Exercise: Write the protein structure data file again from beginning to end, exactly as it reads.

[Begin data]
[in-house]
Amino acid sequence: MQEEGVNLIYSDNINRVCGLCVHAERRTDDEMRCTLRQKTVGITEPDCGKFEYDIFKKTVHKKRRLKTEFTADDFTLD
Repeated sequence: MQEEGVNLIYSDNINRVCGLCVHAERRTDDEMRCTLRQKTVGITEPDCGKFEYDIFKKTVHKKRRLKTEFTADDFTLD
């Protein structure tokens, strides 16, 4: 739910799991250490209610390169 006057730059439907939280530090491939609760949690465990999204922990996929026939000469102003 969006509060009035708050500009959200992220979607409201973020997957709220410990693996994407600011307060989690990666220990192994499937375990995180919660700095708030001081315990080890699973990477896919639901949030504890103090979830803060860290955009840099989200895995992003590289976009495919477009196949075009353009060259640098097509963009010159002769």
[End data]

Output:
[in-house]
Amino acid sequence: MQEEGVNLIYSDNINRVCGLCVHAERRTDDEMRCTLRQKTVGITEPDCGKFEYDIFKKTVHKKRRLKTEFTADDFTLD
Repeated sequence: MQEEGVNLIYSDNINRVCGLCVHAERRTDDEMRCTLRQKTVGITEPDCGKFEYDIFKKTVHKKRRLKTEFTADDFTLD
């Protein structure tokens, strides 16, 4: 739910799991250490209610390169 006057730059439907939280530090491939609760949690465990999204922990996929026939000469102003 969006509060009035708050500009959200992220979607409201973020997957709220410990693996994407600011307060989690990666220990192994499937375990995180919660700095708030001081315990080890699973990477896919639901949030504890103090979830803060860290955009840099989200895995992003590289976009495919477009196949075009353009060259640098097509963009010159002769």